Niece also claims on appeal that an agreement, signed by Loretta Quillen, bars any liability being imposed on Niece for black lung benefits. The agreement, entitled "release," states as follows:

THAT FOR AND IN CONSIDERATION of the payment of the premiums by Niece Mining Company, Inc., for the life insurance policies issued by Great Fidelity Life Insurance Company and United Fire Insurance Company on the life of H.W. Quillen, and the payment of the benefits of $36,000 under said policies, in full payment of all claims and demands, we, Loretta Meade Quillen, widow, and Loretta Meade Quillen, Administratrix of the Estate of H.W. Quillen, deceased, do hereby release and forever discharge Niece Mining Company, Inc., and Ray Bates and Wilford Niece, d/b/a B & W Coal Company, their officers, agents and employees, from any and all actions, causes of action, claims and demands for, upon and by reason of injuries to and loss of the life of, and loss and damage to the property of, my deceased husband, H.W. Quillen, in consequence of an accident whereby said H.W. Quillen was fatally injured in Red Fox, Knott County, Kentucky, on July 13, 1974, and on every other account whatsoever.

(App. 49). This release was signed by Loretta Quillen on November 15, 1974, which is approximately four months after the miner's death. The ALJ found that there is no authority under the Act for parties to enter into a settlement, and that this release is contrary to the purposes of the Act. The Board affirmed on the same grounds. (App. 13).

The issue raised here calls upon us to review a question of law--namely, whether a claimant can be precluded from obtaining black lung benefits because of a release agreement executed between the claimant and the responsible operator. Our review of Board decisions on questions of law is plenary. Gibas v. Saginaw Mining Co., 748 F.2d 1112, 1119 (6th Cir. 1984), cert. denied, 471 U.S. 1116 (1985).

Claimant asserts that the ALJ correctly found that release agreements cannot circumvent liability under the Act, and that the clear language of the release agreement indicates that it pertains only to claims arising from injuries or the death of the miner. The claimant's reasoning then proceeds to the conclusion that because the miner's death was not related to his pneumoconiosis disability, the claim for benefits is unaffected by the release. The Director, Office of Workers' Compensation Programs, has submitted a brief in this case addressing only the issues related to the release agreement and taking no position on the first issue related to invocation of the presumption, discussed supra. The Director asserts that the release agreement is invalid insofar as it purported to waive claimant's right to black lung benefits.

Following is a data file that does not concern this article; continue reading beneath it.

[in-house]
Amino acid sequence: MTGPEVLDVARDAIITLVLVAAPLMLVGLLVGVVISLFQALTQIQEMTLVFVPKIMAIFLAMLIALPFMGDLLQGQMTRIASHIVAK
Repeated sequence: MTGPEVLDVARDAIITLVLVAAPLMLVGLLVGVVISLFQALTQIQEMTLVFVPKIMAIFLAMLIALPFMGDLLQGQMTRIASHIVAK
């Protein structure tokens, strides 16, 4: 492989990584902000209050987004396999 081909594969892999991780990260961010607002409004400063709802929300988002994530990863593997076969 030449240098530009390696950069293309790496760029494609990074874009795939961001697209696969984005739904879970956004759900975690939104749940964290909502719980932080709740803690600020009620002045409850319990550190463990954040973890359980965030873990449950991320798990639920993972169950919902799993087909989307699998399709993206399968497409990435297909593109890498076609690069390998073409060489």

Upon our review of the applicable law, we are in agreement with the Board and with appellees that there is no authority under the Act for releases or settlement agreements. Section 915(b) of the Longshore and Harbor Workers' Compensation Act, 33 U.S.C., as incorporated by 30 U.S.C. § 932(a), states that " [n]o agreement by an employee to waive his right to compensation under this chapter shall be valid." Section 916 of 33 U.S.C., similarly incorporated, provides that " [n]o assignment, release, or commutation of compensation or benefits due or payable under this chapter, except as provided by this chapter, shall be valid...." The Secretary of Labor has implemented section 916 by a regulation set forth at 20 C.F.R. Sec. 725.515:

Except as provided by the act and this part, no assignment, release, or commutation of benefits due or payable under this part shall be valid, and all benefits shall be exempt from claims of creditors and from levy, execution, and attachment or other remedy or recovery or collection of a debt, which exemption may not be waived.

These sections operate as a general bar to settlements. See S.H. Du Puy v. Director, OWCP, 519 F.2d 536, 538 (7th Cir. 1975), cert. denied, 424 U.S. 965 (1976). We therefore hold that the release agreement executed by Niece and the claimant does not bar liability being imposed upon Niece for black lung benefits.

Niece's final claim on appeal is that, if the release agreement is determined to not preclude liability for black lung benefits, Niece is nonetheless entitled to a credit of $36,000, representing the amount paid to claimant under the release agreement. Both claimant and the Director assert that Niece is not entitled to a credit.

The ALJ denied Niece's claim of entitlement to an offset. The basis for this denial is 20 C.F.R. Sec. 725.533, which lists the circumstances in which a modification of benefit amounts is required. These circumstances pertain to the receipt of other federal or state benefits for disability due to pneumoconiosis. See also 20 C.F.R. Sec. 725.535. Therefore, the ALJ found that because there was no evidence that the $36,000 was for anything other than compensation for the miner's accidental death, Niece was not entitled to an offset. The Board affirmed on the same basis. Upon our review, we similarly conclude that there is no authority under the Act for an offset due to this lump-sum payment.



The Honorable Thomas G. Hull, Chief Judge for the Eastern District of Tennessee, sitting by designation


Although the miner died before March 1, 1978, and had over twenty-five years of coal mine employment, the claimant was unable to show that the twenty-five years of employment occurred prior to June 30, 1971 and, therefore, claimant was not entitled to the presumption at 20 C.F.R. Sec. 727.204. The claim was consequently evaluated pursuant to section 727.203